Smith confident in plan to allow Marshall students to graduate debt free in coming years

HUNTINGTON, W.Va. — Marshall University President Brad Smith says he is confident in a plan that he hopes results in Marshall students graduating with no student debt in the next decade.

Smith made the announcement of his plan at the end of his investiture ceremony on Sept. 16 saying “In 10 years, no Marshall student will graduate with student debt.”

Brad Smith

On Tuesday’s MetroNews Talkline, Smith cited a previous campaign by Marshall to say he expects the university to reach the $300 million mark necessary to accomplish this goal.

“Over the next decade I am completely confident,” Smith said. “Especially with a program like this that speaks to the mind, the heart of donors. They are going to want to lean in and help these young men and women who know they have the opportunity to go to college yet can’t afford it. I think we’re going to find that $300 million.”

Smith noted how Marshall raised $176 million in a few years under the previous campaign – Marshall Rises.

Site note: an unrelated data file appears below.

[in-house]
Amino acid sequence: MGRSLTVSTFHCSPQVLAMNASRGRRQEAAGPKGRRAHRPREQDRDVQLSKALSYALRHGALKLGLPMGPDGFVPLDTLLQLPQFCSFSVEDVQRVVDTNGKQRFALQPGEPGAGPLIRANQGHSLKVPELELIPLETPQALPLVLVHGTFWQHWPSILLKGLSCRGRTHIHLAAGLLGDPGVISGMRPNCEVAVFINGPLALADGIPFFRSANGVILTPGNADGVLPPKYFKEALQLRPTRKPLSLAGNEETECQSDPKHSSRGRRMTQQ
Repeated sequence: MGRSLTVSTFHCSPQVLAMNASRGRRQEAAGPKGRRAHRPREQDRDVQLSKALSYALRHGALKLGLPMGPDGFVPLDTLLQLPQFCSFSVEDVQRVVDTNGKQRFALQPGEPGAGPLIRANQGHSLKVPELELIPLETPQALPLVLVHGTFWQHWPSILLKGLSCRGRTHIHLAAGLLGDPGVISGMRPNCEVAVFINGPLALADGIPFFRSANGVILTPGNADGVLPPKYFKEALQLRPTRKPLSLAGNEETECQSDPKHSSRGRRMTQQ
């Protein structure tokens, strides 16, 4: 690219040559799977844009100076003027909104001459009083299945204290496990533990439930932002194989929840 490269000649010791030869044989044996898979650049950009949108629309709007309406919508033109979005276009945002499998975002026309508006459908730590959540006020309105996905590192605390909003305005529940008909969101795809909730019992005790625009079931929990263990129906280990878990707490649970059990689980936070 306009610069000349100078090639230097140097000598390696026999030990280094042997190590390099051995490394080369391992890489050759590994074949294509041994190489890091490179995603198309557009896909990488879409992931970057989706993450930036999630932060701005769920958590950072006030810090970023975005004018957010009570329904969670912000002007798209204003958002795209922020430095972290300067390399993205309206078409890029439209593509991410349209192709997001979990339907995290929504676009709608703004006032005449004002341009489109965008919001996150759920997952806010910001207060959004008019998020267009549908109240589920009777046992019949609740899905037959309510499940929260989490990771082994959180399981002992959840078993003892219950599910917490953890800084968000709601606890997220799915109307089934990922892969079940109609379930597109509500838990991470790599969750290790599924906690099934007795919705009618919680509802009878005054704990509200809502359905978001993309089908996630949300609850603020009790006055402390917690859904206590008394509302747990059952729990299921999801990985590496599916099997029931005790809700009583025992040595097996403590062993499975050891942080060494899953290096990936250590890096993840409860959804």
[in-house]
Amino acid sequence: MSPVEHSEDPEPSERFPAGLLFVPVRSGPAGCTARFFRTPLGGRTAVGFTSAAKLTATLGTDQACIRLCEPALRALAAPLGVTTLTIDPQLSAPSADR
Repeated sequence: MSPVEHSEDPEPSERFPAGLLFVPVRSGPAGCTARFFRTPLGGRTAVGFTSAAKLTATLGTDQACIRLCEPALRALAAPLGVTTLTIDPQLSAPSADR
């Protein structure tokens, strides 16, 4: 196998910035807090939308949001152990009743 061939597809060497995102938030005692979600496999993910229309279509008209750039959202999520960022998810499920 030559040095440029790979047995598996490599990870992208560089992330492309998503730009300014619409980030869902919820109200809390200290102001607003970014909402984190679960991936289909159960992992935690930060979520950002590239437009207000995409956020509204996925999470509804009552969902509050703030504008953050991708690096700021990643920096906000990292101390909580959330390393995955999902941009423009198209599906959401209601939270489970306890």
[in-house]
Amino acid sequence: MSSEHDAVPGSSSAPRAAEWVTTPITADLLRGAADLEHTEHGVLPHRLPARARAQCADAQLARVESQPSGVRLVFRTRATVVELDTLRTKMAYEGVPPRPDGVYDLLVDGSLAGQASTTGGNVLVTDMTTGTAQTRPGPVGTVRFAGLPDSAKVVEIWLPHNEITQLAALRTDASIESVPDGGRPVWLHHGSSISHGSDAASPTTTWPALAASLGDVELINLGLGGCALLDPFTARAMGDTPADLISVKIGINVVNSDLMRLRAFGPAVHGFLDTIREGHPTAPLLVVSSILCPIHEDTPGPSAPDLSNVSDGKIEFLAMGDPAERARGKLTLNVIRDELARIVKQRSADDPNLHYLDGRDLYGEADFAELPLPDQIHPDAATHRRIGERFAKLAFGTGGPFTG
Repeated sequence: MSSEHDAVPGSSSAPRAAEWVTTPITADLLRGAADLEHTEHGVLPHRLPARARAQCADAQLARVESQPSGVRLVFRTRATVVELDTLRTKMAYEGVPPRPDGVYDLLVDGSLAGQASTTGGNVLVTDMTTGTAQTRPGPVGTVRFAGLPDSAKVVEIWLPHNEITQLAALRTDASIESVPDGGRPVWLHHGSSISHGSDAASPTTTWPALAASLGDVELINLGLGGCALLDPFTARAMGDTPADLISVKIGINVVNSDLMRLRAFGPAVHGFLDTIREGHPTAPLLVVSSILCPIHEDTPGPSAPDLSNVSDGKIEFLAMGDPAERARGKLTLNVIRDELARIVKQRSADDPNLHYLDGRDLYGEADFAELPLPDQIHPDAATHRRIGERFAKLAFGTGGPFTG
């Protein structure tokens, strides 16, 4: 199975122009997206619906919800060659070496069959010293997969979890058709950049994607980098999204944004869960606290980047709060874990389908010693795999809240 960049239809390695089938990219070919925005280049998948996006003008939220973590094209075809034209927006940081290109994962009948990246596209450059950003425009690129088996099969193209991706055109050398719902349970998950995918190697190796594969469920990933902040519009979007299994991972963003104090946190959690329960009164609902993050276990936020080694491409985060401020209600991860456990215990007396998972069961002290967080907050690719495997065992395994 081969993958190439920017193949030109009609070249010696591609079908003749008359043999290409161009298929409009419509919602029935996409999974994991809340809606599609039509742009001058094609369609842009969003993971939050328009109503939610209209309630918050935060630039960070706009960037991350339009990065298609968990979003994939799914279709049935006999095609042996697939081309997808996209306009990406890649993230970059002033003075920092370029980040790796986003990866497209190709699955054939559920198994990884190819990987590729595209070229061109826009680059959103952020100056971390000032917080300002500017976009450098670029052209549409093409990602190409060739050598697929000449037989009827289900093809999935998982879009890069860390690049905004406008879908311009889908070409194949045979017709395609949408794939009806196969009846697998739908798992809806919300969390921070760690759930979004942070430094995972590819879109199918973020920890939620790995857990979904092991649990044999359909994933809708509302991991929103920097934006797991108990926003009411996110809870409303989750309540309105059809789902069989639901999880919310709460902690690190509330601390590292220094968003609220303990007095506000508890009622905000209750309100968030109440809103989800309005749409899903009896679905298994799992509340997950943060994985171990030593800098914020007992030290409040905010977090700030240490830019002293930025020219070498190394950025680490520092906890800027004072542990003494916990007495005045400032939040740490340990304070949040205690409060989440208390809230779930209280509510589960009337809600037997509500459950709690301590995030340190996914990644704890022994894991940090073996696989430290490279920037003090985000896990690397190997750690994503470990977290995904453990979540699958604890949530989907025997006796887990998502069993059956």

He explained that the program is ‘skin in the game’ and will have four pieces including students filling out a FAFSA every year, asking for family contributions to match what is expected from FAFSA and a work-study program with public and private business.

Classes will be more flexible for students in the program to allow for work, the president said. He said flexibility goes along with his administration’s strategy of ‘Marshall for All. Marshall Forever.’

“We need to make sure we have more accessible, affordable and more evergreen educational opportunities. The accessibility is not only having flexibility around class times but giving the students the ability to take the classes online. Or have some classes where they are able to attend in person and/or watch a recorded version and get caught up,” Smith said.

Smith said the final piece is following the graduation of a student, the university will attempt to use scholarships and grants to offset the remaining bill for the student.

The program will be tested in the fall 2023 semester with 100 students. The Parthenon reported those students will be selected randomly, but based proportionally on what states and counties students come from.

It was noted during Smith’s Talkline appearance that Marshall has increased retention rates but has been challenged with recruiting incoming new students. Marshall’s enrollment has decreased by 22% since it peaked in 2010.

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